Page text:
June 24, 1999
RONALD DWAYNE WHITFIELD V. TEXAS RONALD DWAYNE WHITFIELD V. TEXAS RONALD DWAYNE WHITFIELD V. TEXAS
The opinion of the court was delivered by: Per Curiam
WHITFIELD v. TEXAS
____ U. S. ____ (1999)
on motion for leave to proceed in forma pauperis
Pro se petitioner Whitfield seeks leave to proceed in forma pauperis under Rule 39 of this Court. We deny this request as frivolous pursuant to Rule 39.8. Whitfield is allowed until July 15, 1999, within which to pay the docketing fee required by Rule 38 and to submit his petition in compliance with this Court's Rule 33.1. We also direct the Clerk not to accept any further petitions for certiorari or petitions for extraordinary writs from Whitfield in non-criminal matters unless he first pays the docketing fee required by Rule 38 and submits his petitions in compliance with Rule 33.1.
Whitfield has repeatedly abused this Court's certiorari and extraordinary writ processes. On March 30, 1998, we invoked Rule 39.8 to deny Whitfield in forma pauperis status with respect to a petition for certiorari. See Whitfield v. Johnson, 523 U. S 1044. At that time, Whitfield had filed three petitions for certiorari and three petitions for extraordinary writs, all of which were both patently frivolous and had been denied without recorded Dissent. He thereafter filed another patently frivolous petition for certiorari, which we denied. The instant petition for certiorari thus brings Whitfield's total number of frivolous filings to nine.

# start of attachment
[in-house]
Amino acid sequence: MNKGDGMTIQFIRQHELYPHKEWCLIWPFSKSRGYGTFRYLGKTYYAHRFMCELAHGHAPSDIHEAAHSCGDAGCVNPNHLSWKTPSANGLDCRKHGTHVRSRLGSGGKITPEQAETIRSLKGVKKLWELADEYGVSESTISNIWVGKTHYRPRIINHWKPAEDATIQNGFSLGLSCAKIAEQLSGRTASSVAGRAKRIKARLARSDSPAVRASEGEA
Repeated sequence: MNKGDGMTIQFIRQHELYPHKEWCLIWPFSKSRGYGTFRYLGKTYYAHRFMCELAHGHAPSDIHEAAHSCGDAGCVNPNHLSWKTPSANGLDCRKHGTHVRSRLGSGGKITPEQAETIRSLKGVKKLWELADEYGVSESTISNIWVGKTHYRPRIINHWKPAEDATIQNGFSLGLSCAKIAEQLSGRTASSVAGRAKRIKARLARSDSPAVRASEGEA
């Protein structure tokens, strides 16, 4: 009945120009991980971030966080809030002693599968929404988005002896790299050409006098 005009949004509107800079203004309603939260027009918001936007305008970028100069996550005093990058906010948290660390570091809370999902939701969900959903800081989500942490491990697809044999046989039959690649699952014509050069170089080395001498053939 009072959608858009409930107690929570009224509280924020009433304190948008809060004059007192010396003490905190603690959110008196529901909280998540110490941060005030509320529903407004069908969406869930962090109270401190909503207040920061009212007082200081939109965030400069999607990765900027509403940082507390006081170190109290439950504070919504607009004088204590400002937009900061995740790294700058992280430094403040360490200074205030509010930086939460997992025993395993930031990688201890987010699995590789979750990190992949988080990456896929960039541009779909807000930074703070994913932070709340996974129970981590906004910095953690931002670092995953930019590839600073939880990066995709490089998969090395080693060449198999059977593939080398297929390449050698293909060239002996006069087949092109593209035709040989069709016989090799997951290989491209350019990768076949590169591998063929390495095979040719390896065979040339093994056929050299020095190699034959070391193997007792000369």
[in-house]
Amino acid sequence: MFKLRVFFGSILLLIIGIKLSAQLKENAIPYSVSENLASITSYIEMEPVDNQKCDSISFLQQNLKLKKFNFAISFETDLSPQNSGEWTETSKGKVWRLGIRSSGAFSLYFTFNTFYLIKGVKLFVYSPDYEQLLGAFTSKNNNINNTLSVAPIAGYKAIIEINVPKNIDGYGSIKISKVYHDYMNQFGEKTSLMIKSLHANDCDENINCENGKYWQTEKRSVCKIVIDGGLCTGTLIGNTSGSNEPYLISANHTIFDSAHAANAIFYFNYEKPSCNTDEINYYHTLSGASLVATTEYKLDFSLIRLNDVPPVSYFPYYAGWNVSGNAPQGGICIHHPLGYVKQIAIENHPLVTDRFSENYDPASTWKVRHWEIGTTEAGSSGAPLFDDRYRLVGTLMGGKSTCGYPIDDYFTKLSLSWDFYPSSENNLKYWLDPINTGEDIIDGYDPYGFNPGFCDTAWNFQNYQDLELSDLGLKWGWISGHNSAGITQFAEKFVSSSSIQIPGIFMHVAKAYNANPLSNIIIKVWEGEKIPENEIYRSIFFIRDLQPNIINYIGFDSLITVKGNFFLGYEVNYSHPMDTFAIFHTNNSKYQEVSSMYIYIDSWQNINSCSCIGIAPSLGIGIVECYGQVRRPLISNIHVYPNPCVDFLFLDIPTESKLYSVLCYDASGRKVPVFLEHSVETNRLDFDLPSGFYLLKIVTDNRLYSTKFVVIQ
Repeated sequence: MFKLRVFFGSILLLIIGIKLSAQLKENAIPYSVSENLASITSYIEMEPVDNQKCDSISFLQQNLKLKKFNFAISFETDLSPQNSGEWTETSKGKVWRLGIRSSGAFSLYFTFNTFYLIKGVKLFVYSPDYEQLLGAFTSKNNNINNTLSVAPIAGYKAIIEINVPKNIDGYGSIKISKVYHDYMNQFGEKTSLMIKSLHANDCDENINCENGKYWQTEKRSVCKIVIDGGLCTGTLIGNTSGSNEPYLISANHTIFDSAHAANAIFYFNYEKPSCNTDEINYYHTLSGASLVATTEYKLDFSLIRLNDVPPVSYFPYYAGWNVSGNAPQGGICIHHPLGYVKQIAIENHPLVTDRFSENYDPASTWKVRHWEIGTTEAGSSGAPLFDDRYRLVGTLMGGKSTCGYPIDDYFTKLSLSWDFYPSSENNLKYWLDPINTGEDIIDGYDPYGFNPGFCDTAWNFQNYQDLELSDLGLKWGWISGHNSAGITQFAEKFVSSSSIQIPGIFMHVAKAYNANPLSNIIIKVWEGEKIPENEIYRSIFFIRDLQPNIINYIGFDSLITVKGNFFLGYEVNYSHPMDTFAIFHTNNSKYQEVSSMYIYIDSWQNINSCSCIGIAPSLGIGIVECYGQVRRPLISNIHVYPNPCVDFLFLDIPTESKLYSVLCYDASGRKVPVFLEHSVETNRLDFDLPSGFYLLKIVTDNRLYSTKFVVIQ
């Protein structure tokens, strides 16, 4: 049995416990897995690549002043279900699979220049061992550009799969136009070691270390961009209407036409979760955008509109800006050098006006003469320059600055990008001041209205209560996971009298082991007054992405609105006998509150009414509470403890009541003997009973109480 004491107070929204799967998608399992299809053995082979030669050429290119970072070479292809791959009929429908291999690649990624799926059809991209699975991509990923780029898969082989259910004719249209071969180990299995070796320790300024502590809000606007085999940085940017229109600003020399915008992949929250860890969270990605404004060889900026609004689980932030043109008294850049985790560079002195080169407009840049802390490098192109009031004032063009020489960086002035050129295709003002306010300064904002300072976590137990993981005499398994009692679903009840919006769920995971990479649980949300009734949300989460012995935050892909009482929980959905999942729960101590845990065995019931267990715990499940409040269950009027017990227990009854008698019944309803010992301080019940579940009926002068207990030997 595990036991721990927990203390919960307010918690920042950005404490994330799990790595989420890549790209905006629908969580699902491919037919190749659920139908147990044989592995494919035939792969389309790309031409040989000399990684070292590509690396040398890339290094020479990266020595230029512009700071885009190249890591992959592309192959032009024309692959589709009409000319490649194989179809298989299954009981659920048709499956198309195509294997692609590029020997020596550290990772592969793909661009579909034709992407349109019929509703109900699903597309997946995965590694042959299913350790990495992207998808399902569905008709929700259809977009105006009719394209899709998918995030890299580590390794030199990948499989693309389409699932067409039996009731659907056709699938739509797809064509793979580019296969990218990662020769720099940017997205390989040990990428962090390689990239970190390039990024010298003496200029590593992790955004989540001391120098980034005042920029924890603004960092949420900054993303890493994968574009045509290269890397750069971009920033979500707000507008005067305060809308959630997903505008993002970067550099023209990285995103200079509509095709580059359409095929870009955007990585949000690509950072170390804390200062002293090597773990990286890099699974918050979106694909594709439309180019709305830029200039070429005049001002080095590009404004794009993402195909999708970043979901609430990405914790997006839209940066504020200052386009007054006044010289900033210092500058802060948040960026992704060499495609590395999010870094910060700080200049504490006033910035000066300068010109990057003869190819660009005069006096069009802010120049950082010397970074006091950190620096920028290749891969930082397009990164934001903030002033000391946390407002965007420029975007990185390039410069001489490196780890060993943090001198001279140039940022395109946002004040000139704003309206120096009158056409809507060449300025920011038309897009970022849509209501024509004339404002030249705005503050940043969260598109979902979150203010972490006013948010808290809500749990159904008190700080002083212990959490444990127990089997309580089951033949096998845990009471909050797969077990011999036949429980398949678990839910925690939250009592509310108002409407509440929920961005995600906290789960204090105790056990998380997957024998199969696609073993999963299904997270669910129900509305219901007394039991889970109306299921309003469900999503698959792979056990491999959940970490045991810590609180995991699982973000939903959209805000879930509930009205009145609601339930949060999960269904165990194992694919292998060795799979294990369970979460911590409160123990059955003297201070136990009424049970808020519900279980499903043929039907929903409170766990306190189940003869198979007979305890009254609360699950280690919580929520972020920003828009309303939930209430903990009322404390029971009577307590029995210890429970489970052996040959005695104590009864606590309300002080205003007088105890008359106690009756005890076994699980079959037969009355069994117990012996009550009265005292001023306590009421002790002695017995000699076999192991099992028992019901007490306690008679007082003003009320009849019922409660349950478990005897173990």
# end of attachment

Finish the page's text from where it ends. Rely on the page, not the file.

We enter the order barring prospective filings for the reasons discussed in Martin v. District of Columbia Court of Appeals, 506 U. S. 1 (1992) (per curiam). Whitfield's abuse of the writ of certiorari and of the extraordinary writs has been in non-criminal cases, and we limit our sanction accordingly. The order therefore will not prevent Whitfield from petitioning to challenge criminal sanctions which might be imposed on him. The order will, however, allow this Court to devote its limited resources to the claims of petitioners who have not abused our processes.
It is so ordered.
Justice Stevens, Dissenting.
For reasons previously stated, see Cross v. Pelican Bay State Prison, __ U. S. __ (1999) (Stevens, J., Dissenting); Martin v. District of Columbia Court of Appeals, 506 U. S. 1, 4 (1992) (Stevens, J., Dissenting), and cases cited, I respectfully Dissent.